BMW’s Motorsport or ‘M-Power’ division has long been a staple of the top ten most desirable on any self-respecting petrolhead’s dream list. Why? Because its machines tend to be brilliantly engineered, eminently usable daily drivers, with the ability to put a smile on your face on any journey. They also tend to be relatively subtle (M3 GTS excepted), reliable and properly quick. They’re also within reach. The good thing about having a long, mass-produced history is that there are loads of older M-cars that are now very reasonable money. Which means you can have a little piece of legendary metal in the garage, without breaking the bank…
Photography: Rowan Horncastle
This feature was originally published in the December 2015 issue of Top Gear magazine.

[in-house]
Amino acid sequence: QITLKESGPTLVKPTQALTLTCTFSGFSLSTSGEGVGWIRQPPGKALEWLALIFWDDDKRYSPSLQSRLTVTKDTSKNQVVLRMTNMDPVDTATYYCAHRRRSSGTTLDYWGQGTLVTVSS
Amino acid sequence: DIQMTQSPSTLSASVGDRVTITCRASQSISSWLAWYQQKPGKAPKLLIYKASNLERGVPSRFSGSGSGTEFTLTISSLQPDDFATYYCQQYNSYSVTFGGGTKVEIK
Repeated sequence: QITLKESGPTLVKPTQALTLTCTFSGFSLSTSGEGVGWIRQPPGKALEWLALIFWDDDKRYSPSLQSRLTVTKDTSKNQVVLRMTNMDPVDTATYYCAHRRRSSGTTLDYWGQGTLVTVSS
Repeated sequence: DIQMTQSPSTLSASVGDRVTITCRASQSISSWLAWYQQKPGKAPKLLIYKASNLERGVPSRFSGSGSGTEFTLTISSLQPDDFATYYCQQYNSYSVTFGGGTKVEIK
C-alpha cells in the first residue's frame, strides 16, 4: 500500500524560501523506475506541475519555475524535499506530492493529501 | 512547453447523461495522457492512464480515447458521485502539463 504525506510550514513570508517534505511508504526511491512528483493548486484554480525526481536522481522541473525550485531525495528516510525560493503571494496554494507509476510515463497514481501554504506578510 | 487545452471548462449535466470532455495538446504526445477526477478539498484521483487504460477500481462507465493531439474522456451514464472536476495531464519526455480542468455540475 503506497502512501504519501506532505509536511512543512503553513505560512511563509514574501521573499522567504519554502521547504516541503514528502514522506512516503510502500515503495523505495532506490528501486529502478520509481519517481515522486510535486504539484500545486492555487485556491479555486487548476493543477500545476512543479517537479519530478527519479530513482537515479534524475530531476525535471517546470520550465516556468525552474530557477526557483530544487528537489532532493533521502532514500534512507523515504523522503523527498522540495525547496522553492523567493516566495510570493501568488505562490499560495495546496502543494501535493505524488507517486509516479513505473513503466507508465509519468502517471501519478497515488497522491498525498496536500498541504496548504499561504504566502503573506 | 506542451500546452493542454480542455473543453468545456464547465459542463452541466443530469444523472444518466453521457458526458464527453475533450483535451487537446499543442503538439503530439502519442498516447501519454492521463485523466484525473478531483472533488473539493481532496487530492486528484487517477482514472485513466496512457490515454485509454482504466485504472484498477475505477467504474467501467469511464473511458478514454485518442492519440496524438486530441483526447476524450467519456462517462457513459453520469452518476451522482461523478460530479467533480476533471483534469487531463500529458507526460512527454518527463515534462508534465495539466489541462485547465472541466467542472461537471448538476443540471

Founded in 1972, BMW Motorsport is actually a fully fledged subsidiary of BMW originally intended to handle its racing exploits, starting off with the legendary 3.0-litre CSL back in the early Seventies. It wasn’t long before ‘M’-badged and tweaked machinery (usually, engine, suspension and styling/aero upgrades) arrived, though 1978’s M1 was more a racing car converted to road use than an upgraded road car, something that is probably more realistically encapsulated by the M535i in 1979.
These days, it’s a legendary outfit, having made some of the most accessible ‘real-world’ performance cars ever. It supplied the 6.0-litre V12 for the McLaren F1, has competed in – and won – many kinds of motorsport and currently M-Powers (sorry) most of the BMW range in some form or another.
As with most of the famous in-house tuners, there’s been a little bit of liberty taken in terms of the badging, though. The famous ‘M’ badge also denotes ‘M’ styling and accessories, so the only ‘real’ M cars tend to have the three-striped M before the model designation (M2, M3, M4, M5, M6, etc). Anything else is lager in a champagne glass.